University awarded £30 million to train the next generation of science and engineering researchers through four new Centres for Doctoral Training

  • Four Centres for Doctoral Training (CDT) will train more than 350 doctoral students after being awarded over £30m funding.
  • The CDTs will support in developing the UK’s skills base in critical technologies by training students to tackle key challenges such as meeting net-zero targets through advanced materials, nuclear energy, robotics and AI.
  • Manchester is in the top three most-awarded institutions for CDTs after University of Bristol and University College London, and equal to University of Edinburgh.

The University of Manchester has been awarded £30 million funding by the Engineering and Physical Sciences Research Council (EPSRC) for four Centres for Doctoral Training as part of the UK Research and Innovation’s (UKRI) £500 million investment in engineering and physical sciences doctoral skills across the UK.

Building on Manchester’s long-standing record of sustained support for doctoral training, the new CDTs will boost UK expertise in critical areas such as advanced materials, AI, and nuclear energy.

The CDTs include:

  • EPSRC Centre for Doctoral Training in 2D Materials of Tomorrow (2DMoT) – with cross-disciplinary research in the science and applications of two-dimensional materials, this CDT will focus on a new class of advanced materials with potential to transform modern technologies, from clean energy to quantum engineering. Led by Professor Irina Grigorieva, Professor of Physics at The University of Manchester.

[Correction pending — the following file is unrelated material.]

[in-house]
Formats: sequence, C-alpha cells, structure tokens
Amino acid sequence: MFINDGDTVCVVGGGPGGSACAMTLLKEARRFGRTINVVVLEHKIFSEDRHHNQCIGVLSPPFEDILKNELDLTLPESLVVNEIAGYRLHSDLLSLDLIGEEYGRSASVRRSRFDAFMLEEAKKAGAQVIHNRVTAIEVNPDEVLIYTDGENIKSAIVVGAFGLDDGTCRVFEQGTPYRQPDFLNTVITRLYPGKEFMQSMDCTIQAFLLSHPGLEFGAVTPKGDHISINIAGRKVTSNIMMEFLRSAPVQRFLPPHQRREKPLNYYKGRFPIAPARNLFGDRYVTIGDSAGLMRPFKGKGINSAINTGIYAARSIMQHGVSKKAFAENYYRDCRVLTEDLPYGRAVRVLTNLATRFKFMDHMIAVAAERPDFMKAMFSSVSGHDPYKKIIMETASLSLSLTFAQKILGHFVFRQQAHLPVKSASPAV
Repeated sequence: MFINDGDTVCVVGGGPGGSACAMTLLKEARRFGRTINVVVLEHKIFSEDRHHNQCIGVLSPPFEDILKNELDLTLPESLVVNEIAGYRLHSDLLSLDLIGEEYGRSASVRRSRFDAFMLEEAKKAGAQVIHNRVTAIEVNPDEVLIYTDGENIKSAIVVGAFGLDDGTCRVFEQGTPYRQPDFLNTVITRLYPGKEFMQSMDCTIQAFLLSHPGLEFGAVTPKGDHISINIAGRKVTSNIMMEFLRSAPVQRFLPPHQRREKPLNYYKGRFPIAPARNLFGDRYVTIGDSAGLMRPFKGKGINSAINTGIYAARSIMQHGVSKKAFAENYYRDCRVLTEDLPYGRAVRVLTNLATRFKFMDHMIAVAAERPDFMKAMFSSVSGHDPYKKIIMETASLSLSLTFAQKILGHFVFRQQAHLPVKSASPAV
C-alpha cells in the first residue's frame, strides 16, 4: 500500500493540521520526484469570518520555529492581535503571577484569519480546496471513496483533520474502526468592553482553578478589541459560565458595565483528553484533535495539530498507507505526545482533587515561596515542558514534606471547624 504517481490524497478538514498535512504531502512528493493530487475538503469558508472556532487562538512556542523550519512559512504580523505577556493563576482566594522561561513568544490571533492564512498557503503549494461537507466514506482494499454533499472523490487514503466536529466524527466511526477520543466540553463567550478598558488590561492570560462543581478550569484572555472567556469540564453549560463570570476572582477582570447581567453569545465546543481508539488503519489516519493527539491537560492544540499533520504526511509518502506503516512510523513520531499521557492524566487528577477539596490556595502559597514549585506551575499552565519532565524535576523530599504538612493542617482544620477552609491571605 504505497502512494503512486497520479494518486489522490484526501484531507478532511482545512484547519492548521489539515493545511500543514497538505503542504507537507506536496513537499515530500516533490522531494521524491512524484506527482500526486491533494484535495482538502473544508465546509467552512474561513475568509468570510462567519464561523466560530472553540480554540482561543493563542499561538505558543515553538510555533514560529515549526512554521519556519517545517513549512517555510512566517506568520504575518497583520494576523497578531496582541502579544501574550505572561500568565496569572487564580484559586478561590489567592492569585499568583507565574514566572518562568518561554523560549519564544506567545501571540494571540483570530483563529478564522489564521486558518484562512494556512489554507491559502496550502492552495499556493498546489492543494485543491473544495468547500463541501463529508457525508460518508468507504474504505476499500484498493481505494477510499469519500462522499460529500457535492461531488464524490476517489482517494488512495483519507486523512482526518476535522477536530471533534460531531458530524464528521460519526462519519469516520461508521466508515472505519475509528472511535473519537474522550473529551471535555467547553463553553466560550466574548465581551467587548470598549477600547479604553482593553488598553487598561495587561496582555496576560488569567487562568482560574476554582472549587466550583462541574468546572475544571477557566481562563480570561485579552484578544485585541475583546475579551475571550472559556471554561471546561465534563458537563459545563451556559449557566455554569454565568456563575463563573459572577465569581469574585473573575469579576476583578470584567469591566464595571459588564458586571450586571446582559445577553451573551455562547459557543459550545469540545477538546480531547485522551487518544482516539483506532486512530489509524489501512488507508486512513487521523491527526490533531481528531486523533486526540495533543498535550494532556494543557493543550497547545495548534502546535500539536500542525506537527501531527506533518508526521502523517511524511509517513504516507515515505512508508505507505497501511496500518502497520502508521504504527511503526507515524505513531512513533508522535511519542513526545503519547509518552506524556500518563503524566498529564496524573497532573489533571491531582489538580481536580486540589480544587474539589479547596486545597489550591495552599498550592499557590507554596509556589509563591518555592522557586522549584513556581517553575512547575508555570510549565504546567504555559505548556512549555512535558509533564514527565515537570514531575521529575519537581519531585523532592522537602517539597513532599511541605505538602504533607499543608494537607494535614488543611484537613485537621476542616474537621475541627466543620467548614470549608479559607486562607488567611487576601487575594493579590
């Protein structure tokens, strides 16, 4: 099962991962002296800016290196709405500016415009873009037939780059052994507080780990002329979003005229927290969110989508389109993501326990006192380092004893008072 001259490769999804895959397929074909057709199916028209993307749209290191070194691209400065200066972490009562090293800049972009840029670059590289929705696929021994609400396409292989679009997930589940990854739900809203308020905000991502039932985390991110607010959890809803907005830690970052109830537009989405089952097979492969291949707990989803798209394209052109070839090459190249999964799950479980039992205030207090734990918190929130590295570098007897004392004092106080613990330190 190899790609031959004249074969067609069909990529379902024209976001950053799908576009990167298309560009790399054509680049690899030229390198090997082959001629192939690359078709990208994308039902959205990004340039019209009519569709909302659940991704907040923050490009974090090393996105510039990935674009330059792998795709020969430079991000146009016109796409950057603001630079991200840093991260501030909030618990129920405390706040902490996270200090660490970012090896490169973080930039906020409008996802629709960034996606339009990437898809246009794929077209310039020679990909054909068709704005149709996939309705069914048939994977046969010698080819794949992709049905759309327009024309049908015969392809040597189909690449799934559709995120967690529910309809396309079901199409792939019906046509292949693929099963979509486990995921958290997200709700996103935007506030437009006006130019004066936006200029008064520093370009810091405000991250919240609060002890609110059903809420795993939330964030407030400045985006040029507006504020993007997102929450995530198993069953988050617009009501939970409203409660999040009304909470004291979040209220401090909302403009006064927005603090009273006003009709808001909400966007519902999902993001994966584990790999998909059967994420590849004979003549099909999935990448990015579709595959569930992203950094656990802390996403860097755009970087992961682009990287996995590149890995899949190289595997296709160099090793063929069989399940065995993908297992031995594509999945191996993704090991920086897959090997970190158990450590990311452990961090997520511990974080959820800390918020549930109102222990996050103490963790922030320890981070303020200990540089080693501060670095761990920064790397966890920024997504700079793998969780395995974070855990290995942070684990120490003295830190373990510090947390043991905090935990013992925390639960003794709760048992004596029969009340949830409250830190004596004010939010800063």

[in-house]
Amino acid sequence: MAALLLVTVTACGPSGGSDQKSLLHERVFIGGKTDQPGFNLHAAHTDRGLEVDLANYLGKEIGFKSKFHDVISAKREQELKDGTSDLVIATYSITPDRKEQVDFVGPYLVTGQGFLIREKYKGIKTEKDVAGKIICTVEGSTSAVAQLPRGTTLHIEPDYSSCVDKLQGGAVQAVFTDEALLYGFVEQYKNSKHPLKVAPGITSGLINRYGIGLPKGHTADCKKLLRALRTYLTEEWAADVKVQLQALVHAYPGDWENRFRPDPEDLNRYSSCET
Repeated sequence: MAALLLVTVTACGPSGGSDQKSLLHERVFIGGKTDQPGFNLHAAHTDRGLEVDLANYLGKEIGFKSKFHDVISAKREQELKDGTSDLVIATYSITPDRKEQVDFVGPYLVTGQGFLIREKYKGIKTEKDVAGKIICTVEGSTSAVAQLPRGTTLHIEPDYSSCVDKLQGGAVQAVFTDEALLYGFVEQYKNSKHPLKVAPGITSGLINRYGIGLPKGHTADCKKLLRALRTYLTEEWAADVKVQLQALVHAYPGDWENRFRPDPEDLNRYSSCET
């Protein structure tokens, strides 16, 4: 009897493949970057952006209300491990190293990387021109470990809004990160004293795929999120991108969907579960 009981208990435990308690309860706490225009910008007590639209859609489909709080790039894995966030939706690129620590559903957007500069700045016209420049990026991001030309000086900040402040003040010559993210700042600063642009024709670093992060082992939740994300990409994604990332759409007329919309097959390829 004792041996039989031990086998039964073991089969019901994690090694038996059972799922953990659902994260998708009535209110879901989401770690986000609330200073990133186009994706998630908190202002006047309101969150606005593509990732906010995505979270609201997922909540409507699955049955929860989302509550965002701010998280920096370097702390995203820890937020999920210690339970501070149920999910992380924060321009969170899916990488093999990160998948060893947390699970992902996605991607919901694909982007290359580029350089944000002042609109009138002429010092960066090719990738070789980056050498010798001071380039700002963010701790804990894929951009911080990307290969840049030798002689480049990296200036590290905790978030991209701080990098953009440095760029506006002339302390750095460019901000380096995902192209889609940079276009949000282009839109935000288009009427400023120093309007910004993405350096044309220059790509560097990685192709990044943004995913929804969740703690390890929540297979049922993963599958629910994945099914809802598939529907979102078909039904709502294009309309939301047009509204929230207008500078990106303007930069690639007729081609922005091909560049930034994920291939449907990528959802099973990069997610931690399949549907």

• EPSRC Centre for Doctoral Training Developing National Capability for Materials 4.0 – this CDT will bring together students from a range of backgrounds in science and engineering to drive forward the digitisation of materials research and innovation. Led by Professor William Parnell, Professor of Applied Mathematics at The University of Manchester and the Henry Royce Institute.
  • EPSRC Centre for Doctoral Training in Robotics and AI for Net Zero – this CDT will train and develop the next generation of multi-disciplinary robotic systems engineers to help revolutionise lifecycle asset management, in support of the UK’s Net Zero Strategy. Led by Dr Simon Watson, Senior Lecturer in the Department of Electrical and Electronic Engineering at The University of Manchester.
  • EPSRC Centre for Doctoral Training in SATURN (Skills And Training Underpinning a Renaissance in Nuclear) – the primary aim of SATURN is to provide high quality research training in science and engineering, underpinning nuclear fission technology. Led by Professor Scott Heath, Professor of Nuclear Chemistry at The University of Manchester.

Manchester received joint-third most awards across UK academia, and will partner with University of Cambridge, University of Glasgow, Imperial College London, Lancaster University, University of Leeds, University of Liverpool, University of Oxford, University of Sheffield, University of Strathclyde and the National Physical Laboratory to prepare the next generation of researchers, specialists and industry experts across a wide range of sectors and industries.